Families with loved ones using ElderLife, an adult day care center in Bakersfield, are wondering if the facility will still be there at the end of February.
Kern Medical Center, which runs the facility, and the Board of Supervisors might choose to shut it down.
The people at ElderLife thought the facility would close because the state cut adult health care out of Medi-Cal. But, a disability rights group filed a claim against the state late last year and won.
On March 1, 2012, a day after Medi-Cal stopped funding adult day health care, community-based adult services, or CBAS, a new program paid for by Medi-Cal will begin. The people at ElderLife say it's the same program, but in order to cut down on the number of patients served, there are stricter medical needs a patient must have to qualify.
State nurses on Tuesday came to evaluate the 50 or so people that use the facility, to see who would qualify.
However, Kern Medical Center administrators aren't sure they want to go forward with CBAS. If they choose not to and advise the Board of Supervisors to do the same, ElderLife would close.
People like Juana Maldonado's mother, who suffered a stroke, would then have to look for another place for therapy.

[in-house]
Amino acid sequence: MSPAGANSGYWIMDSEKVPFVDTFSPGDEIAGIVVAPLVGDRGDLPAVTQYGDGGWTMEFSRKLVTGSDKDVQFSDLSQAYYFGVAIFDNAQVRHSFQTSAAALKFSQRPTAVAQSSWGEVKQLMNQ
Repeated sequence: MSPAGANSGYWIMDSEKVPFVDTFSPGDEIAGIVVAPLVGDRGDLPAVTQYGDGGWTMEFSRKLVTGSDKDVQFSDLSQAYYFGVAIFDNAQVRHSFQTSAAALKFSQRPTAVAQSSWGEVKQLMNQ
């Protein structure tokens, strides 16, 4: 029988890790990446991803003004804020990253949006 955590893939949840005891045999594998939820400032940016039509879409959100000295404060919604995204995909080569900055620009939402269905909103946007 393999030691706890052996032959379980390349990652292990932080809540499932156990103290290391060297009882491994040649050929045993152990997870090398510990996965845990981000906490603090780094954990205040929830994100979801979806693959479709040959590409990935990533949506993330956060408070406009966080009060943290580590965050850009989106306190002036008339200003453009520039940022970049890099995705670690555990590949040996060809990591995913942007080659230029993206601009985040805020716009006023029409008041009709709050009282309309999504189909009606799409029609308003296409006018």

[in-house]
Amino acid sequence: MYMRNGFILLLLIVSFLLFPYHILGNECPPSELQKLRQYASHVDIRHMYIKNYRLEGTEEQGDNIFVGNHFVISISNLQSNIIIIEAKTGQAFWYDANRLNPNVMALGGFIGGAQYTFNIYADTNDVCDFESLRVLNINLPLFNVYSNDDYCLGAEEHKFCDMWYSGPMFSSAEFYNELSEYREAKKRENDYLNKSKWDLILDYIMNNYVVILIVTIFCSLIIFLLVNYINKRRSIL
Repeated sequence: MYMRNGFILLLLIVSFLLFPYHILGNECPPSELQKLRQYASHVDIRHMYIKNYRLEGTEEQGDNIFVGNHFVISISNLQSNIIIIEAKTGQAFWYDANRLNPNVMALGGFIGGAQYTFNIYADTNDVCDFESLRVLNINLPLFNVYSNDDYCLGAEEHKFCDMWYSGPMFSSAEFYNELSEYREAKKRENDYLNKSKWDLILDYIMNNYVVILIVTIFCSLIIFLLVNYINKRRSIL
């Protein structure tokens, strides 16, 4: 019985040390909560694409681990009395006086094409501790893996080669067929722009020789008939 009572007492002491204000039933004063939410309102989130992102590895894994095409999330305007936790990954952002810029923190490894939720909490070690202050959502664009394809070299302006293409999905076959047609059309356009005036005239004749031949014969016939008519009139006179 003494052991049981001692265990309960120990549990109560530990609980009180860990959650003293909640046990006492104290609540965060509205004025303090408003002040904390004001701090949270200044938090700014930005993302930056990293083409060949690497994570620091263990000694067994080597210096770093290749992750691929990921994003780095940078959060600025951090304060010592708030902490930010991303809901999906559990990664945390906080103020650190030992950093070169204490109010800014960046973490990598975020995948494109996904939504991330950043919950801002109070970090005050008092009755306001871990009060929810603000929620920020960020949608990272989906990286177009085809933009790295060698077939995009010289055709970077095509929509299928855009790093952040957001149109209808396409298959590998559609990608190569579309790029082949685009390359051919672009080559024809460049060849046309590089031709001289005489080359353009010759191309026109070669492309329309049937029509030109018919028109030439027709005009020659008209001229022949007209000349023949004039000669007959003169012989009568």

"It's not just money," said Maldonado. "It's emotional the stress to all of us and to our families and to our elderly. What are you going to do with them? Just let them die? You, know, come on."
"My hope, our hope," explained Kathy Hilberg, ElderLife's program coordinator. "Is that Kern Medical Center will determine that the program is of value and that they will pilot the new program, give us a period of time to show that it can be viable and not a financial liability for Kern Medical Center or for the county."
There are about a dozen full and part-time workers at ElderLife. If it closes, some will be out of a job and some will be placed into other positions at Kern Medical Center.